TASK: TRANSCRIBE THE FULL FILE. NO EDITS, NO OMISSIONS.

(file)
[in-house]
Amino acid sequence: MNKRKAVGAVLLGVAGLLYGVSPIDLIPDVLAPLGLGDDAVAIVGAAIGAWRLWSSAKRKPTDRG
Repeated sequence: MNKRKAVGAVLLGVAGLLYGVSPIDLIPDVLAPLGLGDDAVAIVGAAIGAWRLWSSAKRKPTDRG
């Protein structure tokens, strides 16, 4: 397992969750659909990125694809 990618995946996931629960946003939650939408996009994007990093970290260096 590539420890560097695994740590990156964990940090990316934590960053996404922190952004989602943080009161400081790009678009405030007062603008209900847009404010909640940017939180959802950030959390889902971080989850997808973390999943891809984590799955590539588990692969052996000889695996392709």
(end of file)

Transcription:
[in-house]
Amino acid sequence: MNKRKAVGAVLLGVAGLLYGVSPIDLIPDVLAPLGLGDDAVAIVGAAIGAWRLWSSAKRKPTDRG
Repeated sequence: MNKRKAVGAVLLGVAGLLYGVSPIDLIPDVLAPLGLGDDAVAIVGAAIGAWRLWSSAKRKPTDRG
């Protein structure tokens, strides 16, 4: 397992969750659909990125694809 990618995946996931629960946003939650939408996009994007990093970290260096 590539420890560097695994740590990156964990940090990316934590960053996404922190952004989602943080009161400081790009678009405030007062603008209900847009404010909640940017939180959802950030959390889902971080989850997808973390999943891809984590799955590539588990692969052996000889695996392709």